Obama’s Separation of Church and State
According to Bloomberg, Catholics Joe Biden and ex-Chief of Staff Richard Daley tried to warn President Obama off this latest debacle, that
the [contraception] mandate would be seen as a government intrusion on religious institutions. Even moderate Catholic voters in battleground states might be alienated, they warned, according to the people familiar with the discussions.
So far, a Rasmussen poll of 1000 likely voters bears that out, that only
39% of Likely U.S. Voters believe the government should require a church or religious organization to provide contraceptives for women even if it violates their deeply held beliefs. Fifty percent (50%) disagree and oppose such a requirement that runs contrary to strong beliefs, while 10% more are undecided.
What Obama and his female advisors like ringleader HHS Secretary Kathleen Sebelius [also a Catholic] misunderestimated was that although most US voters—including Catholics—have no problem with contraceptives on any level, they still have an appreciation for religious liberty. They disagree with the Roman church’s position on contraception, but via American religious pluralism and the First Amendment, believe that the church has a right to its religious belief and that it should not be molested by the government.
The irony is that although most folks these days think of the “separation of church and state” as a defense against theocracy, for much of Christendom’s history in the past millennium, it was the state that tried to hijack the church at least as often.
Somehow, the American people, or at least a strong half of them, get this founding American principle, that the churches must be kept safe from the government as well. From the earliest days of the American republic, the Quakers and Anabaptists were granted immunity from the obligations of military service. Even from swearing oaths! In her best moments, America has been proud of her pluralism, her accommodations for our religious diversity. The Obama administration’s attempt to impose financing contraception on the Roman Catholic Church has been on the order of parking a howitzer in the middle of a Quaker Meeting House and setting up cots in the kitchen.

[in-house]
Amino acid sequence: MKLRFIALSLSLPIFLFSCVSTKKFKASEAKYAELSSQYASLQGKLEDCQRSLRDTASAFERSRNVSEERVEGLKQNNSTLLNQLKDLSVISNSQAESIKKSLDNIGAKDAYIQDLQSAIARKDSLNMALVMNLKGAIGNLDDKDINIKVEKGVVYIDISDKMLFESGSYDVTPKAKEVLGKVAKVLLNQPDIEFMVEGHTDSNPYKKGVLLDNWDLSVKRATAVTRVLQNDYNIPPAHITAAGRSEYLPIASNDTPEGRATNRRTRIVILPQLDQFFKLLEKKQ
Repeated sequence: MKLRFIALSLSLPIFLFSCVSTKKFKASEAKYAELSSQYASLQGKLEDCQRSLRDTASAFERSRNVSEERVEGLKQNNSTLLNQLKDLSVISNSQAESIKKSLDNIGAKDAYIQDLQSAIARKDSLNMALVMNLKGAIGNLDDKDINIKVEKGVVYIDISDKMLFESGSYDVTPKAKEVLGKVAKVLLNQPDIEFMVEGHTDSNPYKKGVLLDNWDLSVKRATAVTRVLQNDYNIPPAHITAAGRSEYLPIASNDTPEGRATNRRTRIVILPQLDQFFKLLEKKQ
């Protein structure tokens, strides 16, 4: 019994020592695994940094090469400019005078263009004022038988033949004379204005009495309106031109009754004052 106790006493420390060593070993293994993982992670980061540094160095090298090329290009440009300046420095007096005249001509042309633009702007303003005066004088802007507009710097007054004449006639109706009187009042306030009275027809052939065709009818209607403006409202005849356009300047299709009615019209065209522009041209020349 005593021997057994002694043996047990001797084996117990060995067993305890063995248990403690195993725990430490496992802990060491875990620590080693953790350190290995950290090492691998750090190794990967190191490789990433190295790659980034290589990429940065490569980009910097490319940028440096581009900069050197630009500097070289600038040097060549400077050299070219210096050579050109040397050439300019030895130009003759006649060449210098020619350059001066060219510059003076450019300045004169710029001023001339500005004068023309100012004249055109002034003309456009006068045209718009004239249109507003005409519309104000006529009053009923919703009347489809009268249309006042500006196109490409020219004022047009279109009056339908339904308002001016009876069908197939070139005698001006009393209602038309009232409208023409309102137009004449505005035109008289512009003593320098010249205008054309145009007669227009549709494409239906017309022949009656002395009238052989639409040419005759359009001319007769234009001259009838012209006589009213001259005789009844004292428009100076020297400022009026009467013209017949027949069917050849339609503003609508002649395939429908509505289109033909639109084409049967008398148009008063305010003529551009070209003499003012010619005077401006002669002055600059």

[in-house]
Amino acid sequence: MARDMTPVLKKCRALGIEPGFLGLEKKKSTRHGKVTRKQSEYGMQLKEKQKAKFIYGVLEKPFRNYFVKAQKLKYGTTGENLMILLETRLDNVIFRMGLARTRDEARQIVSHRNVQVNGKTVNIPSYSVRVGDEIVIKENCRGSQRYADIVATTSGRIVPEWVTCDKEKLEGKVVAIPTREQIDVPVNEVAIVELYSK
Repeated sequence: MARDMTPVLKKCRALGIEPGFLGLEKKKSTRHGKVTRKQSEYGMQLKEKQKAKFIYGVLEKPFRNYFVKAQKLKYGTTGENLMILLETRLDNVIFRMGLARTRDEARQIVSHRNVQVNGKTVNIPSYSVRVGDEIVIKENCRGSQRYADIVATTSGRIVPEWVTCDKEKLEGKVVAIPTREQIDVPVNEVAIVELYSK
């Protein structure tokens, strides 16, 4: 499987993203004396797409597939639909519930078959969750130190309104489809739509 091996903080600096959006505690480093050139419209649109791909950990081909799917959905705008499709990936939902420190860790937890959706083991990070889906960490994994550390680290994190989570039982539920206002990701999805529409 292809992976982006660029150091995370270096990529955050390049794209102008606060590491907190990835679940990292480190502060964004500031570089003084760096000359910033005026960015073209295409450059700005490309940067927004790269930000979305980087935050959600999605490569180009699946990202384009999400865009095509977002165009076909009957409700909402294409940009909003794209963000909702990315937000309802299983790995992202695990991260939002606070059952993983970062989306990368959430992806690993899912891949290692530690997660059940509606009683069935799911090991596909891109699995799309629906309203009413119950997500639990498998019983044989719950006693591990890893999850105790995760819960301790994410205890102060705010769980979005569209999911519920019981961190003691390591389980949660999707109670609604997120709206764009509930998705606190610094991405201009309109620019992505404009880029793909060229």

Why the Obama Administration has chosen the present moment for this is hard to say, especially after the Supreme Court unanimously [9-0!] laughed it out of court in the recent Hosanna-Tabor Evangelical Lutheran Church and School v. Equal Employment Opportunity Commission, where the D0J tried to apply secular employment laws to the Lutheran Church. The Bloomberg story speculates that
Health and Human Services Secretary Kathleen Sebelius, a Catholic and a two-term governor of Kansas, was joined by several female Obama advisers in urging against a broad exemption for religious organizations. To do so would leave too many women without coverage and sap the enthusiasm for Obama among women’s rights advocates, they said, according to the people, who spoke about the deliberations on condition of anonymity.
and this may be so, that BHO doubled down on the Hosanna-Tabor debacle for election reasons. It certainly made people forget Hosanna-Tabor, that’s fer sure, although I doubt there were very many who were aware of it to forget it in the first place.
Even The Economist is puzzled: Barack Obama has been accused—perhaps unfairly— of conducting a “war on religion.” But this latest chapter of Obama’s putative war could have been avoided. He sought this one out, not vice versa.